Why can’t Online be more like Offline

As I said in my previous post I have spent a bit of time cleansing my social networks to make them work better for me and hopefully enable me to engage with them more often and in more appropriate ways.

The underlining issue for me is that unless the social networks and social media tools I use can actually blend into my life and activities then I’m unlikely to engage with them (selfish I know but how different am I to most people) – this is a recent change of tact for me as I used to love playing with new networks and seeing their potential benefits and uses. But my available time has reduced dramatically over the last few months due to a number of reasons and I am finding that I simply don’t have the time to engage with some social networks because they take too much effort to interact with and they don’t always contain the people or connections I need in a given situation.

A couple of examples being Gowalla and Foursquare – I used to enjoy checking in and finding out who was either in the same location or who I’d missed etc, but now I simply don’t bother – lazy perhaps. This doesn’t mean that Location Based Social networks aren’t useful – they are, but the mass public are using them yet and not enough of my friends or groups I connect with are using them often enough to justify the investment of time – I no longer have the time to simply find out what loose connections were or are doing. But I believe there is something a bit more fundamental to this feeling.

My general lack of available time leads to less engagement with a variety of “fringe” social networks and has made me think about those networks which offer me most value and that in turn lead to the cleansing exercise – as my involvement in these networks has to deliver value for me or I’ll simply drop out of them. In terms of location features, a lack of take-up amongst my Facebook connections means that Facebook places hasn’t even attracted my time yet?

It also poses another issue which I only really thought about recently when I bought my wife a new iPod Touch. If as a fanboy of social networks and social media in general I struggle to engage with some of these sites then what is the impact on general public. My wife’s use of Facebook has increased since she got the iPod touch, my view on this is that it is easier for her to engage with then waiting for the PC to start-up and then access the browser and most, if not all of her connections are on that network.

I think the challenge and issue I was trying to solve with the cleansing exercise is captured in the following very long but surprising easy to digest presentation by Paul Adams:

“I don’t have a single bucket of friends”

I am however connected to a variety of  people who make up groups each with a different identity and each with a different purpose and within those groups I have different relationships with people – strong ties, weak ties and temporary ties.  (the definition of these is provided within the presentation below)

This is exactly how my offline life is – a series of connections to groups and relationships all separated by boundaries of one form or another and generally they don’t overlap. Due to my commitments  – my family + my full-time employment + my part-time employment + being a school governor – managing these relationships, boundaries and connections online requires working harder than I do offline – surely this isn’t supposed to be like this!.  I know that managing my networks in the way I have decided will enable me to create some aspect of separation but not to the level that reduces my overhead in managing my online presence.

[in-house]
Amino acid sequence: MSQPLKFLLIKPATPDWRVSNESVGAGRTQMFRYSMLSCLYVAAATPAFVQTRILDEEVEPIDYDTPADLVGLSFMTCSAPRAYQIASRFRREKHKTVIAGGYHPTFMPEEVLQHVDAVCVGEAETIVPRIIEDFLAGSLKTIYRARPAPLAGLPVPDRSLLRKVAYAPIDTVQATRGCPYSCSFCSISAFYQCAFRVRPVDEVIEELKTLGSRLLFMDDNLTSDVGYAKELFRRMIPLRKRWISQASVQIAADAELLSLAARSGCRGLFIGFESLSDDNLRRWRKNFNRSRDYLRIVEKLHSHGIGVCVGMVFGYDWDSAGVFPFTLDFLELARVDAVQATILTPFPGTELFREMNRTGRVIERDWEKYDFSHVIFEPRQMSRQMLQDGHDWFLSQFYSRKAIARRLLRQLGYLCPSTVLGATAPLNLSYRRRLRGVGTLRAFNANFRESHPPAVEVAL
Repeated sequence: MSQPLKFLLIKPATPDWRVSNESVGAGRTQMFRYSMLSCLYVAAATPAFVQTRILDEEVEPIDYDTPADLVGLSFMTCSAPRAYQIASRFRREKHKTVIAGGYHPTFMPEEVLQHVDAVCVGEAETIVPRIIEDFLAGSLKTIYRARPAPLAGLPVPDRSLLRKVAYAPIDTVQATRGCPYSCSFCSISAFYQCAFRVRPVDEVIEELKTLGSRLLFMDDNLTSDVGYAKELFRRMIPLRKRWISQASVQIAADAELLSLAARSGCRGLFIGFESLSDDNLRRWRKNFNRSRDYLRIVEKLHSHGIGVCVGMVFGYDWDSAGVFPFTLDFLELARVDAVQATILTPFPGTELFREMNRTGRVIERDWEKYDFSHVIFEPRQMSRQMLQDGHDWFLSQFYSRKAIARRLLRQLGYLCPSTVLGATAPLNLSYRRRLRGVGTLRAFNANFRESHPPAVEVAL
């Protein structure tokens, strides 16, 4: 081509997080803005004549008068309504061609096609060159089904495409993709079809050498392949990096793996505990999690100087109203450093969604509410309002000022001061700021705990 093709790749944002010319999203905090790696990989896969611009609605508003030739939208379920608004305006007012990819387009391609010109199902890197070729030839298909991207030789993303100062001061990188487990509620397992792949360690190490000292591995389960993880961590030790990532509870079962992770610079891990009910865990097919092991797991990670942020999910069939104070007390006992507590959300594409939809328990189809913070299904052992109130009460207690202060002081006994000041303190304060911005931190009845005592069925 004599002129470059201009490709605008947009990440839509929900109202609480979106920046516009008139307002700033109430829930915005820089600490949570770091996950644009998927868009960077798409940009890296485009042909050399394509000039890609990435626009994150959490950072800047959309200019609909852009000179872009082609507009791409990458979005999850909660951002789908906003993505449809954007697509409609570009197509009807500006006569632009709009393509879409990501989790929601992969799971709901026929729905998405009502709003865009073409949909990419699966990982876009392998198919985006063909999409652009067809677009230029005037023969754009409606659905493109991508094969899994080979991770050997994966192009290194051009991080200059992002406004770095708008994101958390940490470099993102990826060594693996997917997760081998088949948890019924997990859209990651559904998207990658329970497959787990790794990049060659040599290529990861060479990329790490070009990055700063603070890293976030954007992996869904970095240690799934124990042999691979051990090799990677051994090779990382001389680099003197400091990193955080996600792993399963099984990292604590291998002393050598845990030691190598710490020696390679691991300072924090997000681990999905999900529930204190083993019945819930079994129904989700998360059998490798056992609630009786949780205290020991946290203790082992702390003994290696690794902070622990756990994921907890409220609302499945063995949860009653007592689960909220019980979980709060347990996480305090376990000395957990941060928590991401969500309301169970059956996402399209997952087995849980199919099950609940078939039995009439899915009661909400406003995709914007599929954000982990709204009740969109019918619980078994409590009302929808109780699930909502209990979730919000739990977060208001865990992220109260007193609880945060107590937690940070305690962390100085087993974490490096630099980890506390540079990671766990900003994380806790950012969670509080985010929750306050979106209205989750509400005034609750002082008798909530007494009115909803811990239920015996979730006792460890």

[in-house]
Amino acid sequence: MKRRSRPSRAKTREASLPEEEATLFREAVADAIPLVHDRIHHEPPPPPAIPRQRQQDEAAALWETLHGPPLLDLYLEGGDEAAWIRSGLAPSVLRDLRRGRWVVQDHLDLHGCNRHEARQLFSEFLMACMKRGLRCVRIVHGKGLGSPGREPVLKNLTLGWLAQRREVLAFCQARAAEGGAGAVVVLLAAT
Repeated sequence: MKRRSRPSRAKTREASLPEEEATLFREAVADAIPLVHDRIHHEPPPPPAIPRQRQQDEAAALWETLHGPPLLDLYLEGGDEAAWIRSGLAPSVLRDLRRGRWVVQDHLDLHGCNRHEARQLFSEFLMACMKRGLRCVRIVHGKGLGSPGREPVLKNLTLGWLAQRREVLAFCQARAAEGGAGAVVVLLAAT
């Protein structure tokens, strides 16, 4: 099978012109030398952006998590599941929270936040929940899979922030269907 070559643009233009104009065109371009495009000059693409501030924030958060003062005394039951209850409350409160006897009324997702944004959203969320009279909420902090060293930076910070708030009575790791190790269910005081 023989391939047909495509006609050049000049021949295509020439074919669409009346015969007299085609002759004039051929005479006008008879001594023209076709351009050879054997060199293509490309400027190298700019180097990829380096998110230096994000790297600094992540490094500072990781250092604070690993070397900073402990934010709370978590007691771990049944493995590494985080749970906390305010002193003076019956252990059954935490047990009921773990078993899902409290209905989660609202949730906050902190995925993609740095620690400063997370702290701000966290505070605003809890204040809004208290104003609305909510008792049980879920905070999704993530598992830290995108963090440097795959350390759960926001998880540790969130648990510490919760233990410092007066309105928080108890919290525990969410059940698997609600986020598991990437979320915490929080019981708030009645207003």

I have made use of Facebook lists to provide a level of additional privacy, but will need to review after my cleansing exercise. But other networks don’t really provide the same features, and this is why I have decided to use each network in the way outlined in my previous post.

Seeing this presentation made me feel a bit better because it wasn’t down to me not using the networks properly but because there is simply no social network that allows me to do this.  I know we all need to grapple with the blurring of our lives, but sometimes boundaries are their for a reason and we need support mechanisms to maintain these boundaries should we choose to.  This is often one of the barriers that people state to me when not engaging with social media within the workplace. People are concerned that aspects of their lives will be shared with people who they simply don’t want to share it with.

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4 Replies to “Why can’t Online be more like Offline”

    1. Hi Lynda,

      I’m not convinced that simply having a friend feed helps me manage the different relationships. I have no problem accessing them all through a consolidated view, not always via the phone to be honest, but unless your networks are set up correctly in the first place your activity stream is always going to create confusion.

      Social Networks have recognised the fact that our lives are one giant activity stream. But unless I can filter that stream by a particular group or set of friends – it doesn’t offer much value.

  1. Hi Carl, interesting post and something that one of our Directors at Learning Pool, Paul, was pondering about a few months ago http://www.learningpool.com/blog/the-jekyll-and-hyde-of-the-internet/ I think people naturally migrate to the networks their people are already using – most of my friends are on FB, not Twitter or LinkedIN, so I have different connections in each of these, but tend to only post family pics on FB. Foursquare – I’m not convinced yet, and only know a handful of tech-types who use it. I think the work-life lines are blurring beyond all recognition – and in 10-15 years time the youngsters who are posting drunken pics on FB will wish they hadn’t!

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